Huckabee’s Blue-Collar Bid
By: Wall Street Journal
Populist Message Targets Michigan Vote
By LAURA MECKLER and ALEX FRANGOS
DETROIT — Republican presidential contender Mike Huckabee brought his populist message to Michigan on the hunt for blue-collar workers that Ronald Reagan once brought into the Republican fold.
The former Arkansas governor promised that his economic policy would help not just those at the top but also those at the bottom, including those in Michigan with its so-called one-state recession.
He spoke passionately about the woes of the state he hopes to win in Tuesday’s Republican primary. Michigan, he said, helped the U.S. build up a manufacturing base that made possible victories in World War II and other conflicts. “There was a time in this nation’s history when Michigan saved America, and now it may be time for America to help save Michigan,” he said to applause at the Detroit Economic Club.
Asked after his speech what the nation should be doing to help Michigan, he urged changes to tax, regulatory, education and tort policies, and said the U.S. should not sign unfair trade deals.
Pressed for specifics, he offered no targeted prescription for Michigan; he said there should be better training programs but offered few details.
He pitched his proposal for the “fair tax,” which would replace all federal income taxes with a national sales tax. That, he said, would help everyone, including those in Michigan.
Mr. Huckabee is locked in a tight race here with former Massachusetts Gov. Mitt Romney — a Michigan native — and Arizona Sen. John McCain. And he has a larger goal: to reassemble the broad coalition that led to Ronald Reagan’s landslide victory in 1984. That year, Mr. Reagan drew strong support from union workers, Catholics and others who traditionally had voted for Democrats. To that end, Mr. Huckabee talks about making the economy “work for Main Street, not just Wall Street,” and decries the increasing income gap between rich and poor.
At a candidate forum in New Hampshire Sunday, Mr. Huckabee said that if the Republicans don’t “wake up” to the struggles of the middle class, the party will “lose not just those families. We’re going to lose what the Reagan revolution was about. It was about getting those working-class people to believe that the Republicans cared about them, had a message for them, would empower them and give them a chance to live the American dream.”
Mr. Huckabee’s success so far has been due largely to his appeal to evangelical Christians who appreciate his embrace of religion and unwavering conservative positions on social issues. In Iowa, eight in 10 of his supporters described themselves as evangelical or born again. The large evangelical community in South Carolina is expected to boost him there next Saturday, in the first Southern primary.
But Mr. Huckabee has always hit a populist tone as well, and his campaign hopes that will be particularly effective in Michigan, where the unemployment rate was 7.4% in November, a full percentage point higher than any other state. The national jobless rate is 5%.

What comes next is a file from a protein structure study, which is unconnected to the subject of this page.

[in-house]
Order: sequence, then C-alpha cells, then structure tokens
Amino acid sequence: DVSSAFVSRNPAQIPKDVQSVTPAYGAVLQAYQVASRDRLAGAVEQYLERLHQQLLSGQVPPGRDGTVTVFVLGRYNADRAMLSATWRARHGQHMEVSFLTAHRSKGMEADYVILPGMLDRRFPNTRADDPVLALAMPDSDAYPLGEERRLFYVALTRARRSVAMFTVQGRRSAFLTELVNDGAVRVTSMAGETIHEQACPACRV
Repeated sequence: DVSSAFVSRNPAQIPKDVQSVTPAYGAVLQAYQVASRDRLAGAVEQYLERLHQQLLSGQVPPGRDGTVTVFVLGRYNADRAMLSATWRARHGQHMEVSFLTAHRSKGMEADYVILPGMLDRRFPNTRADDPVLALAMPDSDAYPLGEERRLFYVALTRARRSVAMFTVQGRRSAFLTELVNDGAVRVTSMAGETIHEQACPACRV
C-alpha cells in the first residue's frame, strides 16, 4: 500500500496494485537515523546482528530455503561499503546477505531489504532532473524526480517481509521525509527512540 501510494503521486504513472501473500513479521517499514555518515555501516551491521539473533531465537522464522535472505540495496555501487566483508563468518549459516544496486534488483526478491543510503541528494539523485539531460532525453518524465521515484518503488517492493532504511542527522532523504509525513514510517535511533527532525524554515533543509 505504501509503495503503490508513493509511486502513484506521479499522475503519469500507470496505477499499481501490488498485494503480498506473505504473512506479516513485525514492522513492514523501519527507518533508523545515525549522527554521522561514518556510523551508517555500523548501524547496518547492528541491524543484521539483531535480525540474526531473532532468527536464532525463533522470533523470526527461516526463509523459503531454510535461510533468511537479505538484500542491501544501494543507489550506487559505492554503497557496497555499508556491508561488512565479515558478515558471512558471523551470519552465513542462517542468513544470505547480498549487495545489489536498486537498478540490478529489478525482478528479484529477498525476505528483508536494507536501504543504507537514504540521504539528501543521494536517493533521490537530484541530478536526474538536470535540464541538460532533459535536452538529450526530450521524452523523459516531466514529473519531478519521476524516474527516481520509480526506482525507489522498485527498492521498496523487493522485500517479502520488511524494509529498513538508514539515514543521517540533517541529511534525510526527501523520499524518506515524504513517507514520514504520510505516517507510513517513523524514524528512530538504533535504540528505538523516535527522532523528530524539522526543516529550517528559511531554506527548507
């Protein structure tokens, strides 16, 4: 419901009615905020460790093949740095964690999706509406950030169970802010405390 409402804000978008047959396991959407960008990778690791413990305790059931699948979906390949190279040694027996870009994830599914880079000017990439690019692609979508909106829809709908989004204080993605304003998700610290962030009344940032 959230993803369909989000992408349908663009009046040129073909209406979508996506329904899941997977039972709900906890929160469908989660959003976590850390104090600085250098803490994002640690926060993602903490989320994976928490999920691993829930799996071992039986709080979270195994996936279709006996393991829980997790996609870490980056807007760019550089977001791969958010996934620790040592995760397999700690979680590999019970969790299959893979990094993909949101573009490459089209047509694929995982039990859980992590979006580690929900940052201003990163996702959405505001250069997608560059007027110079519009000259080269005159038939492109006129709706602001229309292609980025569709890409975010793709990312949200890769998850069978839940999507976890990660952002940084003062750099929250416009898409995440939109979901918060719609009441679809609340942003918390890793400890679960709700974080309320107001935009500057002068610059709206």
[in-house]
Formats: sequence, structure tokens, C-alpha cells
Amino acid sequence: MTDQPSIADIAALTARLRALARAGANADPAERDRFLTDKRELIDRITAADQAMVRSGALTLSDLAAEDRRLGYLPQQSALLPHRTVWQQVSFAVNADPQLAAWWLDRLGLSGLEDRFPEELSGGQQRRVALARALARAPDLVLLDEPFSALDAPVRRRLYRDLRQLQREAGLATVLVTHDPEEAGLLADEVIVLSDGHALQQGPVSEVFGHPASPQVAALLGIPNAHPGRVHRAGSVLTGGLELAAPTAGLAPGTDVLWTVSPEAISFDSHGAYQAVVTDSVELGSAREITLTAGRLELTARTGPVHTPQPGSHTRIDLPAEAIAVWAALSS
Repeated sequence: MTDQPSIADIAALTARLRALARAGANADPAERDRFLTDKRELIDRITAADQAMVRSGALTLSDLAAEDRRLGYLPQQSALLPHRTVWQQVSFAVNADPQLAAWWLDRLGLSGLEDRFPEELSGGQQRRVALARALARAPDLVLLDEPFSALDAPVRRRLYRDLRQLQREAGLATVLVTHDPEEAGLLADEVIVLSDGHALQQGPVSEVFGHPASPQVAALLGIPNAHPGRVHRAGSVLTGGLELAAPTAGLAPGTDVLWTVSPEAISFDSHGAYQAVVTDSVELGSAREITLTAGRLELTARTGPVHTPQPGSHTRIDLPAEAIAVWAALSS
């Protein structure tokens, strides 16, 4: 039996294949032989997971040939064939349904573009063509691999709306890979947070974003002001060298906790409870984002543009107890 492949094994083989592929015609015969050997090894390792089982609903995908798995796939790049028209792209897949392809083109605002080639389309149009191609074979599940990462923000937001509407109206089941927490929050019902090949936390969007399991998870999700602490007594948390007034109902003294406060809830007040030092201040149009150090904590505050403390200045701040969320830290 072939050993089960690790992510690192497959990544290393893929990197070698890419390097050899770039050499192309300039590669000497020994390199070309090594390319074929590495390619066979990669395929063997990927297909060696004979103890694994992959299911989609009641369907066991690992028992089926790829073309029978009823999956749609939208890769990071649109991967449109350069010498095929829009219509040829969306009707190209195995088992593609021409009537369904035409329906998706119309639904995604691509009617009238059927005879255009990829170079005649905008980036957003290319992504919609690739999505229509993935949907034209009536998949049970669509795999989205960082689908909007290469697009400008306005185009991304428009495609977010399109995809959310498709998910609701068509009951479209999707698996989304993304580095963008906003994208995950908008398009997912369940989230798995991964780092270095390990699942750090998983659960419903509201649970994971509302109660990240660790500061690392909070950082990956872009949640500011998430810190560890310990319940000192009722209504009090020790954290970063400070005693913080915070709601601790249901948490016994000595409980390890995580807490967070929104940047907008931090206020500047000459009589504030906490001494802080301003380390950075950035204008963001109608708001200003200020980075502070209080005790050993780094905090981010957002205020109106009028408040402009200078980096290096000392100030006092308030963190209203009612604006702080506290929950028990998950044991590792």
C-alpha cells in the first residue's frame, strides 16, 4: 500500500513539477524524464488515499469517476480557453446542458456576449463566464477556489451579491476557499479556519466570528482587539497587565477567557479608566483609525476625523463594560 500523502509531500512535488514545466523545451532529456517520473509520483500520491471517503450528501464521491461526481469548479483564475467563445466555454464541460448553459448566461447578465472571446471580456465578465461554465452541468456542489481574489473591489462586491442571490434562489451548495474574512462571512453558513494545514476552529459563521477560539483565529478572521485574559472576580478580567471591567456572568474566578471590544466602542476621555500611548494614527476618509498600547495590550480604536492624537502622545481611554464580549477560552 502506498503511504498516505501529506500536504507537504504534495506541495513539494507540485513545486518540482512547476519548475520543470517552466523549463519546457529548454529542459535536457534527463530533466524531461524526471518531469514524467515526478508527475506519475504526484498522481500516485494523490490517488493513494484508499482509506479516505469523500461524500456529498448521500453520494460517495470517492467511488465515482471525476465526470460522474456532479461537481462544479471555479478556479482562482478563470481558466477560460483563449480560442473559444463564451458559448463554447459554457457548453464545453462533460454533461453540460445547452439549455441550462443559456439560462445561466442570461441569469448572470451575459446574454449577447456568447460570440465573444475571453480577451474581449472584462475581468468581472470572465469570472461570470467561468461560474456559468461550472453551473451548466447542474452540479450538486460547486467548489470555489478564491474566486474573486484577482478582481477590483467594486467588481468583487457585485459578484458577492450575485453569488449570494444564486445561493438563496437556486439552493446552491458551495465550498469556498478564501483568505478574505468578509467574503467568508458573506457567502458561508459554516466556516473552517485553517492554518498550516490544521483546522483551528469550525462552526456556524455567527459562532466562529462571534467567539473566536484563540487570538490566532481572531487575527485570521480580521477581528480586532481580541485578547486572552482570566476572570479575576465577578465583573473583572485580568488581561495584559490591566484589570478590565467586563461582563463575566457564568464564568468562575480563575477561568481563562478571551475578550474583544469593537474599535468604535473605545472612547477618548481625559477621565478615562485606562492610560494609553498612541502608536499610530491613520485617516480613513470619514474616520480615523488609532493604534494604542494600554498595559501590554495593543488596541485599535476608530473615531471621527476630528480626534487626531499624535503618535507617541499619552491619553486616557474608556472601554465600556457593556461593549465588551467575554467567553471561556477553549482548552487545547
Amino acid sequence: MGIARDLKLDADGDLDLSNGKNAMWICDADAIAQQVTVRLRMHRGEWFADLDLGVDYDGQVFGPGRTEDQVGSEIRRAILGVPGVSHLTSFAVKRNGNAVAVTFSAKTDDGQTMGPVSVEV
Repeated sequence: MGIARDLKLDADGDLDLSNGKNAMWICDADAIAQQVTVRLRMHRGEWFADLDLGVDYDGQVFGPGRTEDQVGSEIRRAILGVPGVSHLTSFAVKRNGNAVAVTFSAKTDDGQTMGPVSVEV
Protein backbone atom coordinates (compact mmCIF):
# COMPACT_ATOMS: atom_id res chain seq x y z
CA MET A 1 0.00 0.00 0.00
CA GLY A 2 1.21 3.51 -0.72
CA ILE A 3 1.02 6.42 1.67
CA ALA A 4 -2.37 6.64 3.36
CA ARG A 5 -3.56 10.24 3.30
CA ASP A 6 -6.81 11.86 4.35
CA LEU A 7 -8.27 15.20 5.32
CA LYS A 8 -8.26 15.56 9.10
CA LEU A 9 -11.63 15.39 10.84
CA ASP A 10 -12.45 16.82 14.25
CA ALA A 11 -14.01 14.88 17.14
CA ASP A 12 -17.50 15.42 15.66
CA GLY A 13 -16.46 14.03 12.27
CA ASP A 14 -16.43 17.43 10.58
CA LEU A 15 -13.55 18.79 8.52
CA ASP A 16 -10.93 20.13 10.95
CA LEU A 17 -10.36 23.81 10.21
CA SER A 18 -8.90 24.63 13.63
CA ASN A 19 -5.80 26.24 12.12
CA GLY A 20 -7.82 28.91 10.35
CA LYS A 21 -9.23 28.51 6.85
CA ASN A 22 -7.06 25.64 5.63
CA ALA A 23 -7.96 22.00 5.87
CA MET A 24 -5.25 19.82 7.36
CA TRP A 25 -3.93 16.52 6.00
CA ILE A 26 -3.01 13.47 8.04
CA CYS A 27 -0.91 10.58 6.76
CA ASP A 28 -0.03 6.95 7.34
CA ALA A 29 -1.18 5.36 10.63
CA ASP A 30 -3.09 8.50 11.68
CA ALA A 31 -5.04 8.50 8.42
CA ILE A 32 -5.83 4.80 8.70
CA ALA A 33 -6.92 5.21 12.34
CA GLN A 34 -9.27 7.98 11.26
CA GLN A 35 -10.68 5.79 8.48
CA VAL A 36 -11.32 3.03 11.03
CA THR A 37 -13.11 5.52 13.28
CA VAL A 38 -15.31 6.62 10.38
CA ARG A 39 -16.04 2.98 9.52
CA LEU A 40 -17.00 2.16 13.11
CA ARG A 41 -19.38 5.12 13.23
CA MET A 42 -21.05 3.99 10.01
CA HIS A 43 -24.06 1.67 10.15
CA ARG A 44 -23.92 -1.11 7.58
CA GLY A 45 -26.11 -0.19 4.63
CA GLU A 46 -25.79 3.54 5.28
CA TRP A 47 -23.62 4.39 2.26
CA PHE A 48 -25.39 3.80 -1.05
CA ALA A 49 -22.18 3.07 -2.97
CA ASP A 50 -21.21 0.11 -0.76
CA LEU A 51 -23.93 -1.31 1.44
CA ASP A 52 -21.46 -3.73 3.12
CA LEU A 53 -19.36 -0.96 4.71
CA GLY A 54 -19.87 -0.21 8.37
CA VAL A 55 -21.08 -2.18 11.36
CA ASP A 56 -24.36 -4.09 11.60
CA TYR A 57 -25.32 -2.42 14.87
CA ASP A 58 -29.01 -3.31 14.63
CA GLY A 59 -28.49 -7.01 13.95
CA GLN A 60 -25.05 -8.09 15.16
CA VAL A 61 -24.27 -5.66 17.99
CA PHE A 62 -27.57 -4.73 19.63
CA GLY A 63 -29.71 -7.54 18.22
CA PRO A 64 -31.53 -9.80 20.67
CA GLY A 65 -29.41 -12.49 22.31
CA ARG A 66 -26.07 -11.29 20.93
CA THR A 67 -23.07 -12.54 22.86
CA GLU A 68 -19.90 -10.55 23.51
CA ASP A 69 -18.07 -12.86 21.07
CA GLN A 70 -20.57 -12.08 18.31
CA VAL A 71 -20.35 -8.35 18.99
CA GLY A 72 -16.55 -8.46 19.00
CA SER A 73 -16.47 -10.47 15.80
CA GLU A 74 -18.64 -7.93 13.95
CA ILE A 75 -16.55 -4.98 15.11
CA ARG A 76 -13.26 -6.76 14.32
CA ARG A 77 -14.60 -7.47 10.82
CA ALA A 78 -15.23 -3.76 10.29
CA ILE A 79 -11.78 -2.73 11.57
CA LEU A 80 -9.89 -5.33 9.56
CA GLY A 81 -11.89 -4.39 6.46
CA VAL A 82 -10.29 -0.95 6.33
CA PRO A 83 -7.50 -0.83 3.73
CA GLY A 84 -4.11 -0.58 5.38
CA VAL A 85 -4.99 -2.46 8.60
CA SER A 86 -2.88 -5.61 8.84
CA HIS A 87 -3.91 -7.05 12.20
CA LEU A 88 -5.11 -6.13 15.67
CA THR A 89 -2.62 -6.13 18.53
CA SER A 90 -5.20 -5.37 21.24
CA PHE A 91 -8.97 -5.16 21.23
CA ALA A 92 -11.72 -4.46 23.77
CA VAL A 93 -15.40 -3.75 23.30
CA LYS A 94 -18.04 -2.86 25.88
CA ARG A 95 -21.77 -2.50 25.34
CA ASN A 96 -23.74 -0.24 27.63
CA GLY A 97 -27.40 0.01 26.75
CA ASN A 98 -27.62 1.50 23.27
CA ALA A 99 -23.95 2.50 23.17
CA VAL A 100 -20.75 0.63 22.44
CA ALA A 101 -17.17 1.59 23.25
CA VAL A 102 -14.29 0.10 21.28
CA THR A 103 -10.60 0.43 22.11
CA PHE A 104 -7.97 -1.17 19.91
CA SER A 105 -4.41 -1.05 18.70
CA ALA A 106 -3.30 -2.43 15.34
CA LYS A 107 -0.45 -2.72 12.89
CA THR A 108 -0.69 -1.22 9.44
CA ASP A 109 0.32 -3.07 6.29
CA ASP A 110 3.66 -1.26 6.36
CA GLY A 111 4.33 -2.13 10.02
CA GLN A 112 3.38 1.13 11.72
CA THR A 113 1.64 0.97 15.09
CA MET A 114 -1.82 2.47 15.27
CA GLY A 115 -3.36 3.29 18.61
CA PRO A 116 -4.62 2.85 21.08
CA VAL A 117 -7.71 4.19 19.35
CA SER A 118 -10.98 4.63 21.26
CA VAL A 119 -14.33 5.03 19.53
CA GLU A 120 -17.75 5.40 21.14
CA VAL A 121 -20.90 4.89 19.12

Nationally, the picture is grim, too, with recession fears rising. Oil prices pierced $100 a barrel, albeit briefly, and are now hovering above $90. The housing crisis has meant some Americans have lost their houses, and others fear they might. In New Hampshire, 80% of Republican primary voters said they were very or somewhat worried about the economy’s direction, according to exit polls.
Even before the last round of bad economic news, Mr. Huckabee had said that Republicans need to acknowledge that all isn’t well, even as some of his competitors painted a more upbeat picture.
“We rise together, we fall together, and it’s time we unite together so we rise to the incredible challenge we face as a nation,” he said Friday. “My goal is not to make rich people poor; it’s to make it so that poor people have a shot at the American dream and maybe becoming rich themselves.”
Other candidates, too, have been focusing on the economy. Former New York Mayor Rudy Giuliani introduced a tax-cut package this week, and on the Democratic side, Sen. Hillary Clinton of New York unveiled a stimulus package Friday.
Mr. Huckabee also has courted union workers, and announced Friday that he had been endorsed by the International Union of Painters and Allied Trades. Earlier, he secured endorsements from the International Association of Machinists and Aerospace Workers and the New Hampshire branch of the National Education Association, a teachers union. In at least the latter two cases, all Mr. Huckabee had to do was be the only Republican willing to show up to their candidate forums last summer to get the nod.
He says he supports the Writers Guild of America strike “unequivocally,” though he crossed their picket line to appear on the “Tonight Show” on the eve of Iowa’s caucuses.
“He’s more for the working man than most Republicans,” said David Kerr, a letter carrier for the U.S. Postal Service in Des Moines who joined Mr. Huckabee’s victory party the night of the Iowa caucuses. “He’s a real person. He didn’t go to Yale or to Harvard.”
–T.W. Farnam contributed to this article.
Write to Laura Meckler at email@example.com and Alex Frangos at firstname.lastname@example.org
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